The electric efficiency of the whole plant (based on syngas LHV) is equal to 25%.

3.2. Thermo-economic balance

The assessment of global energy efficiency and the financial appraisal of the proposed CHP investment is carried out considering the case studies of only electricity sale (case A) and the combined sales of heat and electricity (case B and C). In particular, case B is referred to residential heat demand (1,500 hours/year) and case C to industrial heat demand (4,000 hours/year equivalent heat demand) with the assumption of low temperature (90°C) heat demand. The operating hours of the plant (baseload operation mode) is assumed 6,600 (in agreement with data from reference manufacturer). In order to carry out the profitability assessment, the main cost items and biomass consumption figures of Table 3 are assumed. The turn key investment and operational costs are personal estimates from manufacturers data and data collected from case studies. The annual O&M costs are assumed 5% of upfront costs, while biomass char discharge costs are accounted for assuming unitary cost of 70 Eur/t of biochar. The following further input data are assumed: LHV of wet basis biomass (55% moisture content olive cake) equal to 1.97 kWh/kg; cost of wet olive cake at the biomass CHP plant (included transport) equal to 40 Eur/t; electric autoconsumption of CHP plant = 12%; biomass electricity feed-in tariff equal to 287 Eur/MWh (case A) and 297 Eur/MWh (cases B and C), on the basis of Italian legislation for subsidies on biomass electricity; heat selling price for residential and industrial end users equal to 75 and 45 Eur/MWh respectively, on the basis of estimates from Italian Energy Authority data for 2014. The financial appraisal of the investment is carried out assuming the following hypotheses: (i) 20 years of operating life; no 're-powering' throughout the 20 years; zero decommissioning costs; (ii) maintenance costs, fuel supply costs, electricity and heat selling prices held constant (in real 2014 values); (iii) duration of feed-in tariff for biomass electricity of 20 years (iv) capital assets depreciated using a straight line depreciation over 20 years; (v) cost of capital (net of inflation) equal to 5%, corporation tax neglected, capital investments and income do not benefit from any support.

Data in Table 4 report the main economic indices of the investment, and the NPV results positive for all the considered configurations. Of course the best results are obtained in Case C where the thermal power is massively used (4000 hours/year). In this case the Discounted pay back time is about 9 years and very interesting values for Internal Rate of Return and Profitability Index are obtained.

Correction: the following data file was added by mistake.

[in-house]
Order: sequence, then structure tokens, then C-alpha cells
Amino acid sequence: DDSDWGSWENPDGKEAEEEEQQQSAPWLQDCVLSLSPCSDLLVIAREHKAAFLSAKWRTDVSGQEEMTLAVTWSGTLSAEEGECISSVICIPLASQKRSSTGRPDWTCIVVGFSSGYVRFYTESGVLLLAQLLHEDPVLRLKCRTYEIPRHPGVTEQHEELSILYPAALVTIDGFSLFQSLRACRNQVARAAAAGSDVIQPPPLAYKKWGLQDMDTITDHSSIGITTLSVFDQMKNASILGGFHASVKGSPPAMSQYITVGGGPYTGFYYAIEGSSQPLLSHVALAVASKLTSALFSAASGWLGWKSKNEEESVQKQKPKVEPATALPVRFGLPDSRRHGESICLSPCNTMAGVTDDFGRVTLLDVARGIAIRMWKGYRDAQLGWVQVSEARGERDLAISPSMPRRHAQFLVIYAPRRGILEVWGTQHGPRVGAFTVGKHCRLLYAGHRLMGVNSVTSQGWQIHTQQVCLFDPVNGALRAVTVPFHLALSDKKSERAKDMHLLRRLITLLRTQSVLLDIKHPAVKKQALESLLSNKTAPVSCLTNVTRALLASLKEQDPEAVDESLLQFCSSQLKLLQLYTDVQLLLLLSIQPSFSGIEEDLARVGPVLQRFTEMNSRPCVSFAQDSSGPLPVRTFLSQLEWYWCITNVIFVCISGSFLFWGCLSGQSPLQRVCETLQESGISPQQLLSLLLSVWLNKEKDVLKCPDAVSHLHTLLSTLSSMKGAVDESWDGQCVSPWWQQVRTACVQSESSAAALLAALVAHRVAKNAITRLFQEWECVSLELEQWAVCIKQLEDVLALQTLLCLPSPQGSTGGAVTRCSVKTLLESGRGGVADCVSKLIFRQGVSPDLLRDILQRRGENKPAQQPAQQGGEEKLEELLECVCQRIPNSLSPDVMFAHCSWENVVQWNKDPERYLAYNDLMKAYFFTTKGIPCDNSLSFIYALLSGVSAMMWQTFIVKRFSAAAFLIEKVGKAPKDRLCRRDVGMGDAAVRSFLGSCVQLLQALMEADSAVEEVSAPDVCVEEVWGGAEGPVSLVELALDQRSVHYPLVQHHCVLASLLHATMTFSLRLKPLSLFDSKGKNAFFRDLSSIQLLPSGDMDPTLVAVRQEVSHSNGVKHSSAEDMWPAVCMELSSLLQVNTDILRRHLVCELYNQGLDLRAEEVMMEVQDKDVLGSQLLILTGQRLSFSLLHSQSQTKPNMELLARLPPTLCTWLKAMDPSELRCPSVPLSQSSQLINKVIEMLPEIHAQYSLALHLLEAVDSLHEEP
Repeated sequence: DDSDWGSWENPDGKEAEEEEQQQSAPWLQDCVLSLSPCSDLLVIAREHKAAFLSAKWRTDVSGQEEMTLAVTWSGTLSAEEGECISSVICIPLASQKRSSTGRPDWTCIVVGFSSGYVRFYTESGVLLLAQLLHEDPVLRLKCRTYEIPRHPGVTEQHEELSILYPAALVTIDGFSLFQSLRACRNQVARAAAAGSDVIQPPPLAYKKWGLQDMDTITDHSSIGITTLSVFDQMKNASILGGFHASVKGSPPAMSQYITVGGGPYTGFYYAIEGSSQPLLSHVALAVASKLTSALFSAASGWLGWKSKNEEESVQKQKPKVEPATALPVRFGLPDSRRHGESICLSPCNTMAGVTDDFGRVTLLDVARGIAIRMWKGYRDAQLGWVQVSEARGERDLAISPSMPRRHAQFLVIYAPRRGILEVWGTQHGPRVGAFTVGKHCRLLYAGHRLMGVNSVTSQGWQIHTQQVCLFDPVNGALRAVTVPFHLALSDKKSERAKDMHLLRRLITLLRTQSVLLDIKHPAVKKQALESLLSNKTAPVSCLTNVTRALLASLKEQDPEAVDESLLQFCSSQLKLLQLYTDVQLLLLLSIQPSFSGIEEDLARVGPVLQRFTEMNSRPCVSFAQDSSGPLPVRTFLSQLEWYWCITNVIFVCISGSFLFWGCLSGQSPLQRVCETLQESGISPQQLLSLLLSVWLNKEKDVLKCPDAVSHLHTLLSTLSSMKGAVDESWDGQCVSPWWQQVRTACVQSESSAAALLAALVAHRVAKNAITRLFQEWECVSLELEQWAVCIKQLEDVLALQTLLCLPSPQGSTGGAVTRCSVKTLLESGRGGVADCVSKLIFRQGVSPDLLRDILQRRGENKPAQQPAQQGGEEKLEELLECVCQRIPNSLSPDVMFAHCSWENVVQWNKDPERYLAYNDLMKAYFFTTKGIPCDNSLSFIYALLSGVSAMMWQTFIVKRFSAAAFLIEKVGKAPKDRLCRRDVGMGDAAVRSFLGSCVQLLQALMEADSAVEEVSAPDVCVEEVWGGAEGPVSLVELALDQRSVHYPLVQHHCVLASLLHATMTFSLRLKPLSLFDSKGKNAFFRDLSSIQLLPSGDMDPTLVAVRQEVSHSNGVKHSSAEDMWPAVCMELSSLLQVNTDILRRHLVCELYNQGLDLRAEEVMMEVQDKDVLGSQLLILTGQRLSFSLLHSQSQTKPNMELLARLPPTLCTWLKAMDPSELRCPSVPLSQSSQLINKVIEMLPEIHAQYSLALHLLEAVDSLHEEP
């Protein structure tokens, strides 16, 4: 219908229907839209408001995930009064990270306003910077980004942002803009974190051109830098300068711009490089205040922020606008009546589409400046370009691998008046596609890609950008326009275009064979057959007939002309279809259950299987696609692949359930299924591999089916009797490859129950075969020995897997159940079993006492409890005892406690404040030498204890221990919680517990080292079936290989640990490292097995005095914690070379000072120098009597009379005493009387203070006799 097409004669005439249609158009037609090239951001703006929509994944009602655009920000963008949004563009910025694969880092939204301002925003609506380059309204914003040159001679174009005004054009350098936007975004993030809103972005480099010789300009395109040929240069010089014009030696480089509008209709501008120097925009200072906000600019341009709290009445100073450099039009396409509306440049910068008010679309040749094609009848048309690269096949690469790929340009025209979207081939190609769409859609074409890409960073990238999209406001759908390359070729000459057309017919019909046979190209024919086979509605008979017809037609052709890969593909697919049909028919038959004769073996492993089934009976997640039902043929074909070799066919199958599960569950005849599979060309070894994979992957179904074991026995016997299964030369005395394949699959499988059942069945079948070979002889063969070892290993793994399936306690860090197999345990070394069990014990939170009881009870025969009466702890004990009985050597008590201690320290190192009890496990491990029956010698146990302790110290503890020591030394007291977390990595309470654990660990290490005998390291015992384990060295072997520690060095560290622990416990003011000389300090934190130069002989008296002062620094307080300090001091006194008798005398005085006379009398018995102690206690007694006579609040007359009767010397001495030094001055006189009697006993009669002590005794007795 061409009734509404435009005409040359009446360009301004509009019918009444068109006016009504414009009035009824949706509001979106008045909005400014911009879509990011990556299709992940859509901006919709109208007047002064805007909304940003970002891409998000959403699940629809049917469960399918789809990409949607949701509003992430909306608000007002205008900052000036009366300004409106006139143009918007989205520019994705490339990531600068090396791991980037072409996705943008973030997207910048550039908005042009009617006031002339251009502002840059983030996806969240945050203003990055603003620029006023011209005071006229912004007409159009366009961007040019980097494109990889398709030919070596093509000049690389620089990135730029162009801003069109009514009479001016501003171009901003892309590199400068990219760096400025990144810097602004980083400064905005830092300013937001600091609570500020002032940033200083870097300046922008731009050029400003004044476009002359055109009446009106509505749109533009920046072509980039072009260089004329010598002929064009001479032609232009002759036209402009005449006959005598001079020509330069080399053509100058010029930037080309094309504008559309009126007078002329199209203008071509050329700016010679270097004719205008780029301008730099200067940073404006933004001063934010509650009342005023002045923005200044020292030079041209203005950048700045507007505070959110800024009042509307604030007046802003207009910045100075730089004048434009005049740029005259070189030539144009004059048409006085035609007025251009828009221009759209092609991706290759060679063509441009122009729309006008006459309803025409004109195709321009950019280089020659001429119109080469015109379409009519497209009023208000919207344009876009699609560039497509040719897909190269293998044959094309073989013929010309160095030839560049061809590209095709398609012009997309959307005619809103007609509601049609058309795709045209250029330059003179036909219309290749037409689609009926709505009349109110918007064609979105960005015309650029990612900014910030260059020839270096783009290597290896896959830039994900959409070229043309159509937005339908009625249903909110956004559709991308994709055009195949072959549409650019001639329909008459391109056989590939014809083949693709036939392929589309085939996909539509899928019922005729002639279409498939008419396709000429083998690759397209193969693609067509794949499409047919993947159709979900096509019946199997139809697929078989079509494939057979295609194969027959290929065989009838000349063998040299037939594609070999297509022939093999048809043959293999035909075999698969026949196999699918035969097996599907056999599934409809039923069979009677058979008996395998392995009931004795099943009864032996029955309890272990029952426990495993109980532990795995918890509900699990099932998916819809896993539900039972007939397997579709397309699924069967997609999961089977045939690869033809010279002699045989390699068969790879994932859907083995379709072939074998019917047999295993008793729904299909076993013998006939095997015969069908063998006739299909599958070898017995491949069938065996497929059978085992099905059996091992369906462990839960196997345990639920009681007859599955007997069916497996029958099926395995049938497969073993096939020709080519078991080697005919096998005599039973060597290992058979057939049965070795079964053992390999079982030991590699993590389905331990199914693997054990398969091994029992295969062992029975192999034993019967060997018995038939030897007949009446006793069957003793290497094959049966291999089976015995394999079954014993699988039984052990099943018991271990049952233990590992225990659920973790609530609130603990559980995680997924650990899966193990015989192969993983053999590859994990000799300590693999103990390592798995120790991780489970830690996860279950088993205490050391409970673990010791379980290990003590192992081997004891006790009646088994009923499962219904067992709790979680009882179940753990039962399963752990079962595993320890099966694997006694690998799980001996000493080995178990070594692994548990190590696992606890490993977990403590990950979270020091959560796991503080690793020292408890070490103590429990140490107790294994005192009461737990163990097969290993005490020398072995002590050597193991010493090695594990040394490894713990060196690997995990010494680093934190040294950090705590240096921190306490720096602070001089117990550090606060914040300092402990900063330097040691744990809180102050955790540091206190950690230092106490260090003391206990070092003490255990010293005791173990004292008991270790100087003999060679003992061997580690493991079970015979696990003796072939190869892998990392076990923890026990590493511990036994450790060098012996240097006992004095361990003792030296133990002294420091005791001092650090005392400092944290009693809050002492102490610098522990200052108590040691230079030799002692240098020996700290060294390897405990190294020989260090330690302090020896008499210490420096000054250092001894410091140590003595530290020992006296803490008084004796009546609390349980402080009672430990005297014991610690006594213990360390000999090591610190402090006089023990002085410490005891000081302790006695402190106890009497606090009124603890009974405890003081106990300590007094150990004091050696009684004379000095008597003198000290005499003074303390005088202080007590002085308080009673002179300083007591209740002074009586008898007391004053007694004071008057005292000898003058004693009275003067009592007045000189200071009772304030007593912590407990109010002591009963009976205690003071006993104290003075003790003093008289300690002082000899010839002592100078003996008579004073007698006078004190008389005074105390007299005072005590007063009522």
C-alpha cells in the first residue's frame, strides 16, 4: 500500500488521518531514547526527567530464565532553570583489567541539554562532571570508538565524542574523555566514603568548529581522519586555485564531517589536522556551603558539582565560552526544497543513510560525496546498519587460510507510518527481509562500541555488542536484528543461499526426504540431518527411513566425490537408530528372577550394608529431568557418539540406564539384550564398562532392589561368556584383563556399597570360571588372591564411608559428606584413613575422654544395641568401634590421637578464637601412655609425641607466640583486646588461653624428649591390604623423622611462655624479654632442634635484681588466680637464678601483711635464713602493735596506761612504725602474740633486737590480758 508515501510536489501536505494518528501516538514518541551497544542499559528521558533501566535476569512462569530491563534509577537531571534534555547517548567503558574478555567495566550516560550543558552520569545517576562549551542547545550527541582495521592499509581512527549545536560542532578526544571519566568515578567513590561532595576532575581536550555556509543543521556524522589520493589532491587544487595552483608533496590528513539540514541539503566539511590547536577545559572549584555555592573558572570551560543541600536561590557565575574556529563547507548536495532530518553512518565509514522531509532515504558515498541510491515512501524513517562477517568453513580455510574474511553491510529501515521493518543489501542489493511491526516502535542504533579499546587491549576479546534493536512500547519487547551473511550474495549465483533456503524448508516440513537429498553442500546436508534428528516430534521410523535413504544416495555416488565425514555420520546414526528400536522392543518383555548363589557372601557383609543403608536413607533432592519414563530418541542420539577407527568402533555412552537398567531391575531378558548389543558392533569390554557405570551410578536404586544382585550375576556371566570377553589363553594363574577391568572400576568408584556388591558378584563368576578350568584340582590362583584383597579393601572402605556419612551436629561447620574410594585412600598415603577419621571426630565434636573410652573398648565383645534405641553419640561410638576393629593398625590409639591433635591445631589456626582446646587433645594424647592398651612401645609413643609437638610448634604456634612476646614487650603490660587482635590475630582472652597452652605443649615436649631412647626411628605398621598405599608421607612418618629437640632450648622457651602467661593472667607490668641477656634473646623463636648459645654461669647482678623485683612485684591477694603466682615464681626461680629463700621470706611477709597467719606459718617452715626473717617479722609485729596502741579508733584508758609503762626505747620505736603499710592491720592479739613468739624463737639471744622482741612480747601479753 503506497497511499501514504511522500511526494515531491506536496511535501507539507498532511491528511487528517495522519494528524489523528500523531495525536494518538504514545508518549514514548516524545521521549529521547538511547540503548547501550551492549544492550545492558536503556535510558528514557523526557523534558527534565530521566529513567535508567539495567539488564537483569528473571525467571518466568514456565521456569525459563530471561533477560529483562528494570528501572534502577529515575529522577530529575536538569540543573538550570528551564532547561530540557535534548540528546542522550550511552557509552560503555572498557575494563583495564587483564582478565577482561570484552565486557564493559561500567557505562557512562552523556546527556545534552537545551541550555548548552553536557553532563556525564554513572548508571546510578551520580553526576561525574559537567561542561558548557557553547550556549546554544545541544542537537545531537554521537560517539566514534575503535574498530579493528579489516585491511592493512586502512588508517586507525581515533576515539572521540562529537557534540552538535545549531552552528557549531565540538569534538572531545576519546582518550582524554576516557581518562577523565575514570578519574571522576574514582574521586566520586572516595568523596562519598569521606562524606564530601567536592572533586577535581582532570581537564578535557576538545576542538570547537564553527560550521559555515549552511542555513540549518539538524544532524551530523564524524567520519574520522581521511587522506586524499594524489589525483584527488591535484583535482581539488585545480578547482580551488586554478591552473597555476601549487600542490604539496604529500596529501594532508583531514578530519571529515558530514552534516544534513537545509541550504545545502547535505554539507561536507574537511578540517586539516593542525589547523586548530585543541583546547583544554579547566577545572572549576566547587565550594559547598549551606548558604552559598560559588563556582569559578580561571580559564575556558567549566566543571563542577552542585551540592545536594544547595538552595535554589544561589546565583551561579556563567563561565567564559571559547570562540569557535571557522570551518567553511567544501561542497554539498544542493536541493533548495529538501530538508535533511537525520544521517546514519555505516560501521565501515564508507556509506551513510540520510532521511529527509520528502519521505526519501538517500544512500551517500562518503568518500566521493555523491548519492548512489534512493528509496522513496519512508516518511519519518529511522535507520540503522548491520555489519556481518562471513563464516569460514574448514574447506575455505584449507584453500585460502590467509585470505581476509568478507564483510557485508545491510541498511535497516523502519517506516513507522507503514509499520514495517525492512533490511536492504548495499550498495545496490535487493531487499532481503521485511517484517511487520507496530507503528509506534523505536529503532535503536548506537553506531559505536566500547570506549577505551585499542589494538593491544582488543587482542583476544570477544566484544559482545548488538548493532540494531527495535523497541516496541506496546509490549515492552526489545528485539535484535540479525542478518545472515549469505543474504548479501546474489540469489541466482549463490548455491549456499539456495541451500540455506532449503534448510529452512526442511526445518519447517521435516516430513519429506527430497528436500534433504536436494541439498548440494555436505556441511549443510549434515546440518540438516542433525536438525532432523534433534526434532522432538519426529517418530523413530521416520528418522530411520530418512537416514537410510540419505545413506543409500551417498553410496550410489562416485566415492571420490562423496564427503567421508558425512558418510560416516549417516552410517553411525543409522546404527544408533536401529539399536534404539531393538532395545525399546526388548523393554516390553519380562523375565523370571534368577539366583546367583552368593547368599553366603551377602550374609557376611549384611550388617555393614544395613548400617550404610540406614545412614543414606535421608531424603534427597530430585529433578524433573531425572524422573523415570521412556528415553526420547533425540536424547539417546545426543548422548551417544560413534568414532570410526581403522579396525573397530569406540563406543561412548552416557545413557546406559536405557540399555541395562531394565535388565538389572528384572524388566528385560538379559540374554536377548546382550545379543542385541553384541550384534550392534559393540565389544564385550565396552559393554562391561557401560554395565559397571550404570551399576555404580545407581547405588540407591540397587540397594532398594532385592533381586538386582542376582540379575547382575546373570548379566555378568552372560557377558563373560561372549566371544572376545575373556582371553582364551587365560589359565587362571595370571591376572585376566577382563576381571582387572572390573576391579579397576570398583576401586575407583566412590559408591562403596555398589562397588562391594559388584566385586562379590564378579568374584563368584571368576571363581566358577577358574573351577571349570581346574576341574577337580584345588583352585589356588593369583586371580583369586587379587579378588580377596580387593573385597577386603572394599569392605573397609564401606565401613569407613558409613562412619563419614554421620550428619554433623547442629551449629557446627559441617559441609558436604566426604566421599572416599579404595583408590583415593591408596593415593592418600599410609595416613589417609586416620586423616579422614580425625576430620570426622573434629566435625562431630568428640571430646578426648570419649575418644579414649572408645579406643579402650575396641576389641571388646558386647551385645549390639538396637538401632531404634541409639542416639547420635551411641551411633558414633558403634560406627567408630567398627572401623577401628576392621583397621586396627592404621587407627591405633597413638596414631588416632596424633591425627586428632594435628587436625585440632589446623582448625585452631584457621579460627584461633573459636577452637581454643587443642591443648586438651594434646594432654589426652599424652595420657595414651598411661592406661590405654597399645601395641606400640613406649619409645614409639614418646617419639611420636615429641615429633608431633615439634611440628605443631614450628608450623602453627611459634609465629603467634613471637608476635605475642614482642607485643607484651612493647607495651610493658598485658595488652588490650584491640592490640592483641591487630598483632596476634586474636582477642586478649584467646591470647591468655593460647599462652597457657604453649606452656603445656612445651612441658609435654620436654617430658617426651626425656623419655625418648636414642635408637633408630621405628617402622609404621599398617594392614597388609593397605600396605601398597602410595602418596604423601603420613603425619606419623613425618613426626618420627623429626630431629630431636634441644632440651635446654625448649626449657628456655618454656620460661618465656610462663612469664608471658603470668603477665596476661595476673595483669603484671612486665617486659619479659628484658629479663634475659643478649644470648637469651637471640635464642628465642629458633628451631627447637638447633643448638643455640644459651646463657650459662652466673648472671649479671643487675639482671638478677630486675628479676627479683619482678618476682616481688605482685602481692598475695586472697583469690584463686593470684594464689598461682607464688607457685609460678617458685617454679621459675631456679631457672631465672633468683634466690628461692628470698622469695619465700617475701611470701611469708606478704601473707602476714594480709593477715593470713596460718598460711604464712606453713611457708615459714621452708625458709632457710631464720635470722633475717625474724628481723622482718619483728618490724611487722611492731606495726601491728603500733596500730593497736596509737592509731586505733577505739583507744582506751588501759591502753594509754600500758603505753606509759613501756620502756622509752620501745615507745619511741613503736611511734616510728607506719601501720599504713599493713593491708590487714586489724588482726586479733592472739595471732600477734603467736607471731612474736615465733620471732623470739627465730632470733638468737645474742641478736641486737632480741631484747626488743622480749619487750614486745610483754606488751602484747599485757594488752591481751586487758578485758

Table 3 Main capex and opex cost figures and biomass fuel consumption for the selected case studies

Description Unit Value

Wet olive pomace consumption t/year 2,344

Dry olive cake consumption t/year 1,172

Heat demand for biomass drying MWh/yr 1,199

Total upfront cost [21] kEur 930 (case A) - 1,130 (case B and C)

- gasifier kEur 438

- turbine kEur 293

- syngas cleaning kEur 69

- civil works kEur 50

- heat distribution kEur 200 (for case B and C)

- Engin, develop, insur, grid connection kEur 80

Specific upfront cost kEur/kWe 4.65 - 5.65

Operational cost, of which: kEur/yr 208-218

- Fuel cost kEur/yr 94

- Personnel cost kEur/yr 67

- O&M cost kEur/yr 47 - 57

Table 4 Results of the thermo-economic assessment

Economic indices Unit Case A Case B Case C

Net present value kEur 285 777 860

Discounted pay back time years 14 10 9

Internal rate of return % 8.4 11.6 13.3

Profitability index pu 1.31 1.59 1.76

4. Conclusions

The coupling of a 800 kW downdraft pomace gasifier with a MGT for CHP was modeled using ASPEN Plus. The thermodynamic analysis demonstrated that 190 kW can be obtained by the power plant, while the cogeneration section is able to provide 240 kW for heating water up to 90°C.

Thermodynamic analysis was complemented with a thermo-economic balance to study the profitability of the proposed configuration. Three different Cases were analyzed to exploit the importance to sale the thermal power. By considering the present regime of Feed-in Tariff in Italy, all the cases returned interesting values of the profitability and other economic indices (also when only electricity sale is considered. However, massive sale of thermal power to an industrial user, strongly increase the economic performance of the investment. This demonstrates that, in presence of cogeneration, also the quite low conversion efficiency of the plant gives an interesting economic performance when adopting a low quality fuel (wet olive pomace).